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Reducing infection in breast implants

Consequences of infection

So why are we so paranoid about infection around breast implants??

Well that is because the consequences of infection or bacteria around the implant can have a devastating effect. Very very rarely infection can be life threatening however this is usually when it is unrecognized and goes untreated. More commonly if an implant has a short term acute infection it may result in the removal of the implant or prolonged courses of antibiotics. The risk of this is still low at around 0.5%. The major difference between a normal infection in the body and an infection around an implant is that normally antibiotics will kill the bacteria however if they are living on the implant which does not have a blood supply then there is no way to transport the antibiotics to where it is needed and it can be very difficult to eradicate the infection.

There are short and long term sequelae of infection around breast implants – acute infection and capsular contracture.


Even without any acute infection there is now increasing evidence that a more mellow type of bacteria (usually Staph epidermidis) may sit on the surface of the implant for many years without causing overt infection. What it may lead to though is a condition called capsular contracture which may mean the implant needs to be replaced. So for these reasons we are suitably concerned about breast implant infection. Fortunately there are multiple ways to reduce the incidence of infection from the standard figure for most operations of about 4% down to less than 1%.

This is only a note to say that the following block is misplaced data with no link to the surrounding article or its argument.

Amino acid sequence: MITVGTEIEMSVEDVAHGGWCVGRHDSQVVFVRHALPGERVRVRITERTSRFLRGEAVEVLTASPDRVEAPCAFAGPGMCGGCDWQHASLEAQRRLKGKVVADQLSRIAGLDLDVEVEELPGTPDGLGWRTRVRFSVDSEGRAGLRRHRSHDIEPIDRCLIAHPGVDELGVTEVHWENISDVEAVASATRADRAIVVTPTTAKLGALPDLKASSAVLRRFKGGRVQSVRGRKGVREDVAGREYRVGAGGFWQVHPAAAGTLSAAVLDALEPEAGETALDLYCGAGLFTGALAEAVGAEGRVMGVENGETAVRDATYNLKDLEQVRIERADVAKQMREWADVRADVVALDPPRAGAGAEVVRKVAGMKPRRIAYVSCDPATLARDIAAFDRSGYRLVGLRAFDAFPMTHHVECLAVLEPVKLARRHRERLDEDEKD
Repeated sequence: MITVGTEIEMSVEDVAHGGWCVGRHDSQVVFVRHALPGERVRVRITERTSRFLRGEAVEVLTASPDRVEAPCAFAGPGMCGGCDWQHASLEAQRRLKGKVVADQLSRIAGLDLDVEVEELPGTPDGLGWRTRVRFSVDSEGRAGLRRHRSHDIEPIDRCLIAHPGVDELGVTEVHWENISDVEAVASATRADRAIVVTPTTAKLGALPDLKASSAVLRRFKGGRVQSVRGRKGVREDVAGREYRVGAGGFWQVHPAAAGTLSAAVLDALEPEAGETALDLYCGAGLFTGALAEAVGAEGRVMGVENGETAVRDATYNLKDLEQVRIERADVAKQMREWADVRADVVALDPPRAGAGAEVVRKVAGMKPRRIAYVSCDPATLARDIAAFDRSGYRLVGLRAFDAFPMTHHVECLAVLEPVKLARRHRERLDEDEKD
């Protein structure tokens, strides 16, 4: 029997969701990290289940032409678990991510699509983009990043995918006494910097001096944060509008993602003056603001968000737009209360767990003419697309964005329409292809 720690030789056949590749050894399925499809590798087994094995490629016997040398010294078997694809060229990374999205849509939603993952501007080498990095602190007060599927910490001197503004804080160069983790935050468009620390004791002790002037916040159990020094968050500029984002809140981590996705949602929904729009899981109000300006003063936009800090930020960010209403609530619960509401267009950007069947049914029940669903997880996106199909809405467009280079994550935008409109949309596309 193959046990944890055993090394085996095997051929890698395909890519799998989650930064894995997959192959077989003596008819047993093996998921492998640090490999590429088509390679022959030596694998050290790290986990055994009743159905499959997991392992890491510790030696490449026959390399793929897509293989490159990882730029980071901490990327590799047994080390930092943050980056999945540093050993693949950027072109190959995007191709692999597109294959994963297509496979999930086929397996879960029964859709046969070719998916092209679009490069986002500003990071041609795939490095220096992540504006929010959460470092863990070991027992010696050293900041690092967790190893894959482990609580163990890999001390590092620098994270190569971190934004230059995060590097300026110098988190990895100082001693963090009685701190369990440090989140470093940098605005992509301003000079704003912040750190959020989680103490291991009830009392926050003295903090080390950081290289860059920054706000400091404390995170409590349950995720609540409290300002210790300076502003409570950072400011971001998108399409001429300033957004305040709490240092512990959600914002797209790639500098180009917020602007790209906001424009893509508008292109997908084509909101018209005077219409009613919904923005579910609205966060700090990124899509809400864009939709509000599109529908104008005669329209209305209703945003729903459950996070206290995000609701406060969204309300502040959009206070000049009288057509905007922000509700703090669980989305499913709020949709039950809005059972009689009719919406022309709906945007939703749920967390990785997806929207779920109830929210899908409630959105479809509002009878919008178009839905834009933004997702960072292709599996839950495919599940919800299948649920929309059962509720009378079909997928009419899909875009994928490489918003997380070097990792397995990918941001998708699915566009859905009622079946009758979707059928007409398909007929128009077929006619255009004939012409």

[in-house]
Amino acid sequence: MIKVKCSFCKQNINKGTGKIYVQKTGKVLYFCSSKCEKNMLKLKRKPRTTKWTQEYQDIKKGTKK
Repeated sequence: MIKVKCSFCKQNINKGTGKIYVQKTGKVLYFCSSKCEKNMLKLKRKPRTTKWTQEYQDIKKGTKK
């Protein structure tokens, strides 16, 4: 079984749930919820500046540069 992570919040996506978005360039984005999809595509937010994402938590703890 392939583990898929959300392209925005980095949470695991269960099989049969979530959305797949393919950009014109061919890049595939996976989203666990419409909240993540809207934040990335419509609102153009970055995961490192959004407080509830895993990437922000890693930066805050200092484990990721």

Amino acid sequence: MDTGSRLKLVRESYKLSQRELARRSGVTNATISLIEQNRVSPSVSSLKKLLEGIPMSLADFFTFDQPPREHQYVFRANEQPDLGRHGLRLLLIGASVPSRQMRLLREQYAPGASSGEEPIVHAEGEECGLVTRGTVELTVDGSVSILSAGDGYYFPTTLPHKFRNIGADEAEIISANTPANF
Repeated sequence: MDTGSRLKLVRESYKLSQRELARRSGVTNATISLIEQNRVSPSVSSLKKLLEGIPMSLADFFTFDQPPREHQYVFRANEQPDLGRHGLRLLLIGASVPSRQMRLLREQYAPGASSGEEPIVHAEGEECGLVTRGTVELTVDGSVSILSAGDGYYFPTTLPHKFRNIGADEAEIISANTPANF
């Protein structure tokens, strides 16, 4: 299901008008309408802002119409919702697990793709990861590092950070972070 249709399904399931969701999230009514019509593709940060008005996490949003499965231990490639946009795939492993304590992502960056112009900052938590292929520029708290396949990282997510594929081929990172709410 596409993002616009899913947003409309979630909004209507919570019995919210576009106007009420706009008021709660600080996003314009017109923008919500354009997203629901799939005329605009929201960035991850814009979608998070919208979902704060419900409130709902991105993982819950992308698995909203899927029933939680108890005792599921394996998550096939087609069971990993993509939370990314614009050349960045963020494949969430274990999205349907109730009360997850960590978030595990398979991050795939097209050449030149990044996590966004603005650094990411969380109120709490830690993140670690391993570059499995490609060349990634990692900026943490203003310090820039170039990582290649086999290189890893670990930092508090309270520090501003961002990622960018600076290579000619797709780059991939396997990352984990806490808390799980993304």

The things which I do to reduce infection are the following-

  • Preoperative showering by the patient
  • Intravenous antibiotics given with the anaesthetic through the drip.
  • The use of alcoholic chlorhexidine skin preparation
  • The use of nipple shields
  • The use of water tight and impermeable disposable drapes
  • Soaking the implant in a bacteria killing solution before insertion
  • The use of new gloves to handle the implant
  • Using a Keller Funnel so the implant does not touch the skin on insertion
  • Using an antibiotic solution in the implant pocket
  • Waterproof dressings
  • Postoperative tablet antibiotics

So you can see I am suitably paranoid about infection and its consequences. Yet despite all of these measures infection does still occur and then needs to be managed on its merits.

This opinion piece was brought to you by Dr Damien Grinsell.

For more information or to answer any questions please feel free to call 03 85602999 or email enquiries@horizonplasticsurgery.com